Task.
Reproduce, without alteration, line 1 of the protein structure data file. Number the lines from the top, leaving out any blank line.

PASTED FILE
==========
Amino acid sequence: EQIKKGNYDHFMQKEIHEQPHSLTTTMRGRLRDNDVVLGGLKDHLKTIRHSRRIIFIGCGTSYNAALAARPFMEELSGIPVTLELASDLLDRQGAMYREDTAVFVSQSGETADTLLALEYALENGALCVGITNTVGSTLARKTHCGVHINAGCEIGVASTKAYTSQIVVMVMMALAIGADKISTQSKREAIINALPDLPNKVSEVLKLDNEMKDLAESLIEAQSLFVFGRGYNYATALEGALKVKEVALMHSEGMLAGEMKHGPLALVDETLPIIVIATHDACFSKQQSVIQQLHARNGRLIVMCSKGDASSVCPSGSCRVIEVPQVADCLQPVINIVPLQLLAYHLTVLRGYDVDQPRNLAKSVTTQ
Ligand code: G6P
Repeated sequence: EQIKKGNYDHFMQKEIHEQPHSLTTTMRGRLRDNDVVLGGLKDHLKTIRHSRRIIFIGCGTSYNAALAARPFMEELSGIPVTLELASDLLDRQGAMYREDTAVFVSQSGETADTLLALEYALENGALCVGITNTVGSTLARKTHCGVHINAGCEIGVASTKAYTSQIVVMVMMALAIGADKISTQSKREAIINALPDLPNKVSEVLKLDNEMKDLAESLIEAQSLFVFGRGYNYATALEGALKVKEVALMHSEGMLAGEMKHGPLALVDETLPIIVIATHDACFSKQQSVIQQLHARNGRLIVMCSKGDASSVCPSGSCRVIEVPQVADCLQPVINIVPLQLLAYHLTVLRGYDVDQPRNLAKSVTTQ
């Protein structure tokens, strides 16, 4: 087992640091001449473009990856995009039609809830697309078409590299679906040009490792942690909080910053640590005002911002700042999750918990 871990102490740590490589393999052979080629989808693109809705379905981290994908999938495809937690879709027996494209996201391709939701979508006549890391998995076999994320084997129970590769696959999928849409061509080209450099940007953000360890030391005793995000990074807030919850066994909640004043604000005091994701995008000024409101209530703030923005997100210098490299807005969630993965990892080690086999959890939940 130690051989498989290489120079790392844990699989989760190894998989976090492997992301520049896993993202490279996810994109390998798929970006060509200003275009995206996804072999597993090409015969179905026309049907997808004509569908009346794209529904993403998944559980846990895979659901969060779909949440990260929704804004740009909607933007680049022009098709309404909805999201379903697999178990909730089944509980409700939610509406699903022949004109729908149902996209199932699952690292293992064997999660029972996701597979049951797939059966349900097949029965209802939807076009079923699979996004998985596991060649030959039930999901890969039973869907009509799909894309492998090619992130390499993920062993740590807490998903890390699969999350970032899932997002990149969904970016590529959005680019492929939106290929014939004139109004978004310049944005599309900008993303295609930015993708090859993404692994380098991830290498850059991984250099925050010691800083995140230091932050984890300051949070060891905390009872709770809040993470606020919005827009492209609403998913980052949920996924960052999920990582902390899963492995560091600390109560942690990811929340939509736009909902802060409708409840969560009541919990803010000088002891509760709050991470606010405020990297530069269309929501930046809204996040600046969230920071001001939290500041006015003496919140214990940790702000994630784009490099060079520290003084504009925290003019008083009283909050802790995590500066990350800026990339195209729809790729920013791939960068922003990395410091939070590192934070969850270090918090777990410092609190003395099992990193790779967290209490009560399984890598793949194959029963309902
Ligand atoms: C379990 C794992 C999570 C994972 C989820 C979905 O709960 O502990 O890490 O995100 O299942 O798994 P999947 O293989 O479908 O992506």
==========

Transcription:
Amino acid sequence: EQIKKGNYDHFMQKEIHEQPHSLTTTMRGRLRDNDVVLGGLKDHLKTIRHSRRIIFIGCGTSYNAALAARPFMEELSGIPVTLELASDLLDRQGAMYREDTAVFVSQSGETADTLLALEYALENGALCVGITNTVGSTLARKTHCGVHINAGCEIGVASTKAYTSQIVVMVMMALAIGADKISTQSKREAIINALPDLPNKVSEVLKLDNEMKDLAESLIEAQSLFVFGRGYNYATALEGALKVKEVALMHSEGMLAGEMKHGPLALVDETLPIIVIATHDACFSKQQSVIQQLHARNGRLIVMCSKGDASSVCPSGSCRVIEVPQVADCLQPVINIVPLQLLAYHLTVLRGYDVDQPRNLAKSVTTQ